The tradition of noticing 26 January began early in the nineteenth century with Sydney almanacs referring to First Landing Day or Foundation Day.  That was the day in 1788 Captain Arthur Phillip, commander of the First Fleet of eleven convict ships from Great Britain and the first governor of New South Wales, arrived at Sydney Cove. The raising of the Union Jack there symbolised British occupation of the eastern half of the continent claimed by Captain James Cook on 22 August in 1770.

Some immigrants who prospered in Sydney, especially those who had been convicts or the sons of convicts, began marking the colony’s beginnings with an anniversary dinner – ‘an emancipist festival’ to celebrate their love of the land they lived in. Governor Lachlan Macquarie, the emancipists’ friend, made the thirtieth anniversary of the day in 1818 a public holiday, thirty guns counting out the years of British civilization, a tradition Macquarie’s successors continued.3

In 1826 at the centre of the anniversary dinner, ‘Australia’ a new word for the continent, entered the list of toasts. The term was recommended in his Voyage to Terra Australis in 1814 by Matthew Flinders, the skilful circumnavigator of the continent in 1801-03, and proposed by Macquarie to a reluctant British government in 1817.

In 1837  the celebration widened with the first Sydney Regatta, the beginning of a new tradition — one which still continues today. Five kinds of races, including one for whale boats, drew crowds to the shore of Sydney Harbour. ‘It was’, the official newspaper, the Sydney Gazette reported, ‘a day entirely devoted to pleasure’. The Regatta became a central feature of Jan 26th celebrations each year – and sporting events have remained a feature of Australia Day celebrations ever since.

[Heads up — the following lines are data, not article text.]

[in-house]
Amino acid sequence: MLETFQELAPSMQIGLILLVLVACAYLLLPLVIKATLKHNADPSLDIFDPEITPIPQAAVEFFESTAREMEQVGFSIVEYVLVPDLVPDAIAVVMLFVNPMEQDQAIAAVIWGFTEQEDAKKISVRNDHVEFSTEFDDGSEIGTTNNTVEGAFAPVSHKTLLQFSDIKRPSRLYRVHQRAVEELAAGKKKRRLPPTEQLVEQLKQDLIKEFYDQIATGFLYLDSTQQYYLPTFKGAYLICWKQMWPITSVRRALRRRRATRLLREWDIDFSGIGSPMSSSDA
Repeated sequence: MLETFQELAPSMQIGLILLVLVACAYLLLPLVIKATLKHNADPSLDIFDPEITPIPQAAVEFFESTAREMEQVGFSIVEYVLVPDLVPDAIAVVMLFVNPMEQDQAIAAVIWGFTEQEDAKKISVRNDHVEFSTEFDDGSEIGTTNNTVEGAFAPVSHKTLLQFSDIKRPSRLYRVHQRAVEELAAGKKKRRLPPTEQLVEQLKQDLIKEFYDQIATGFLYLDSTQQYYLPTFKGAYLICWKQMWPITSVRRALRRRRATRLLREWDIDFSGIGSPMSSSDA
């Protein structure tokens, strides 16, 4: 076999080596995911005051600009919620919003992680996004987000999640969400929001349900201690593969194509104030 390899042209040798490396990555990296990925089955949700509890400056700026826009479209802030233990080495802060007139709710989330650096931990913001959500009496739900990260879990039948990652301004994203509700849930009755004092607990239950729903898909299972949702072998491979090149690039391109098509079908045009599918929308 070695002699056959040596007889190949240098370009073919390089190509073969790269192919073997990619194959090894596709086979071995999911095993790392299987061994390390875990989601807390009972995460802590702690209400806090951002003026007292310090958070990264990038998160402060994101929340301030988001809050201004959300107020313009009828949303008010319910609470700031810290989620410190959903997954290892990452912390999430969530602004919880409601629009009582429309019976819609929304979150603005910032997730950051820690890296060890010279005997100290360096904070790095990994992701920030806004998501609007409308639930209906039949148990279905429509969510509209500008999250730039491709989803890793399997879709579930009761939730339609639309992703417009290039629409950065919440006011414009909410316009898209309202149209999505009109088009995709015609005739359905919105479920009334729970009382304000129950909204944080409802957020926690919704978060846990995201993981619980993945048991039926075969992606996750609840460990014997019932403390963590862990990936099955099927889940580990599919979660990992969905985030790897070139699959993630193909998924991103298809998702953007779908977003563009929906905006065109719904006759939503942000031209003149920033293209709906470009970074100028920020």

The five ‘sister colonies’ had mixed views of celebrating January 26th. In the centenary year of 1888 representatives of each of the five ‘sister colonies’ and New Zealand went to Sydney to celebrate with New South Wales .South Australia’s Advertiser took pains to point out that New South Wales, though ‘senior’, was not ‘the parent colony’ of all the others, which had their own ‘local memories and historic dates’. That day was not ‘in any sense’, it insisted, ‘the anniversary of a common birthday’ because ‘the idea of Australia’ was too closely linked to ‘the unpleasing circumstances of its early occupation’.